Comments on Field (old)

Reference: Disturbance Theory


Field (physics) – Wikipedia

In physics, a field is a physical quantity, represented by a number or tensor, that has a value for each point in space and time. For example, on a weather map, the surface wind velocity is described by assigning a vector to each point on a map. Each vector represents the speed and direction of the movement of air at that point. As another example, an electric field can be thought of as a “condition in space” emanating from an electric charge and extending throughout the whole of space. When a test electric charge is placed in this electric field, the particle accelerates due to a force. Physicists have found the notion of a field to be of such practical utility for the analysis of forces that they have come to think of a force as due to a field. The sloppy use of language to which physicists are prone may lead to confusion in the student as to whether field here means “region” or “single point force vector” within a given region or “a set of point force vectors” within a given region or “all point force vectors” within a given region (bear in mind the fact that Gravitational and Electromagnetic Forces have ranges that are theoretically infinite).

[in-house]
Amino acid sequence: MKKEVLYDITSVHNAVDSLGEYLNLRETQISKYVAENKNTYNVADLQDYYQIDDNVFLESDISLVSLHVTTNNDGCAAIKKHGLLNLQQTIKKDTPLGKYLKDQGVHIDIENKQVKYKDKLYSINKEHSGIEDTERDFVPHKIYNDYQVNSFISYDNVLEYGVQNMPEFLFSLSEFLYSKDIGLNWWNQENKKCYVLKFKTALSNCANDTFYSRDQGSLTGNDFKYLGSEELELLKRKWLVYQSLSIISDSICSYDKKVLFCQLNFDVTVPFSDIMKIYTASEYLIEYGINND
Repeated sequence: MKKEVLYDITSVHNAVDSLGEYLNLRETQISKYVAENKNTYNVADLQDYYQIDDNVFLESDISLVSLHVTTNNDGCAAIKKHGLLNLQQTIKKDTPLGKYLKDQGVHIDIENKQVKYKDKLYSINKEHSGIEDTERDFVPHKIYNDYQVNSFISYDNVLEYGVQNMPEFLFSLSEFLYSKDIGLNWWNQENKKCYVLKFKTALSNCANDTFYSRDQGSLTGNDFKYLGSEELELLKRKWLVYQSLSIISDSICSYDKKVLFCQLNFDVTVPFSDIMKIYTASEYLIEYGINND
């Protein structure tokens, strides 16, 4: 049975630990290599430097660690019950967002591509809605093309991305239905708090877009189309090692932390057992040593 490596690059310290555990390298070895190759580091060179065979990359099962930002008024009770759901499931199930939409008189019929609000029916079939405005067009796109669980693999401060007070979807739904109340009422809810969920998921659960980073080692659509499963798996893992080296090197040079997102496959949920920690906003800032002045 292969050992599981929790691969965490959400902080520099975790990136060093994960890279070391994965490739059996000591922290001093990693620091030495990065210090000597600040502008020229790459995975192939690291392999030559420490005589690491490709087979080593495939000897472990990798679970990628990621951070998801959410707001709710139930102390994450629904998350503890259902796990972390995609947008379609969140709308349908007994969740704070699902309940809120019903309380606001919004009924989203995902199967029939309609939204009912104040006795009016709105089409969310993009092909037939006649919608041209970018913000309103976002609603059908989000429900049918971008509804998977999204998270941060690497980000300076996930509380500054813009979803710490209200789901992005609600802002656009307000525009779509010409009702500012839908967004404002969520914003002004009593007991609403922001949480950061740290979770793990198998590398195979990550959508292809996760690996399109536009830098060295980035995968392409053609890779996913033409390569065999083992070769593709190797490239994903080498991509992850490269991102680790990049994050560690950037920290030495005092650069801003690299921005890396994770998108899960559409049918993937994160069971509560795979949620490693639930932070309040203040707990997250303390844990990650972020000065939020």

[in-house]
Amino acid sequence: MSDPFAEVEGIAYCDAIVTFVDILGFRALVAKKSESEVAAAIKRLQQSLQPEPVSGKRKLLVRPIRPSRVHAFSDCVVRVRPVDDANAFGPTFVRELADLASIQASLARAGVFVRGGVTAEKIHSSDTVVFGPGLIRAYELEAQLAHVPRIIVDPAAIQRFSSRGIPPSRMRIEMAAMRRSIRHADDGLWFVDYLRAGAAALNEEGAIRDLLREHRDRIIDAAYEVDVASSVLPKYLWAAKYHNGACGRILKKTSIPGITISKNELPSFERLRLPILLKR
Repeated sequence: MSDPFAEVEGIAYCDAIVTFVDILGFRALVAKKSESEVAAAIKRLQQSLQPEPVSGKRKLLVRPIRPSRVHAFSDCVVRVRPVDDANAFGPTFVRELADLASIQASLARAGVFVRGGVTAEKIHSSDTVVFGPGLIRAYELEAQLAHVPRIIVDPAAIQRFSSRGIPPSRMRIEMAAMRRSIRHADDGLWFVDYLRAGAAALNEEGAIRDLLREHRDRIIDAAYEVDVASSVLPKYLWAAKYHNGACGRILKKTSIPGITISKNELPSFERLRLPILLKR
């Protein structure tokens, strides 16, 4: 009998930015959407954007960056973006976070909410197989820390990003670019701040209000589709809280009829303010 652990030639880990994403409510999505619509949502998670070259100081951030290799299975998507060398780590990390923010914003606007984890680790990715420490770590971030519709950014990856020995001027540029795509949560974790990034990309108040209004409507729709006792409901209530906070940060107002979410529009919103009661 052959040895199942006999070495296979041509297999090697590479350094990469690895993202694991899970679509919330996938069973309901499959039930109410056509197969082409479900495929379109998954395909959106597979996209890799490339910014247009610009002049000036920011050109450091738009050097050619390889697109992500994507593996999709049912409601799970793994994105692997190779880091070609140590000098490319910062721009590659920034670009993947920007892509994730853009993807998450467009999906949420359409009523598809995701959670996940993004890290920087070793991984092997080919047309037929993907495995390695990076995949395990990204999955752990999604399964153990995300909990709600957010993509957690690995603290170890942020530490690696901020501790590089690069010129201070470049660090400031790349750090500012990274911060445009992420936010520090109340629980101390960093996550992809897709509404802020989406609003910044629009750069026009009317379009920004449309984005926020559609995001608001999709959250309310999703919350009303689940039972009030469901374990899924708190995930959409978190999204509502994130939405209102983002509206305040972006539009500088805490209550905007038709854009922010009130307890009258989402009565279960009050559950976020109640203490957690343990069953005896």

The concept of field started out as a mathematical device to describe fluid flows at every point in space, such as on a weather map. Later it was used to describe electric and magnetic fields by their lines of forces at every point in space. Now it is being used to describe force vectors due to gravitation at every point of a theoretically infinite space.

It is only recently that the electromagnetic field has come to be looked upon as a basic substance on its own right that has dimensions. An example of such a field is light. The concept of substance as an electromagnetic field is yet to be sorted out fully. As a physical substance, this field has extensions and varying degrees of solidity. We may now divide substance into “matter” and “field”.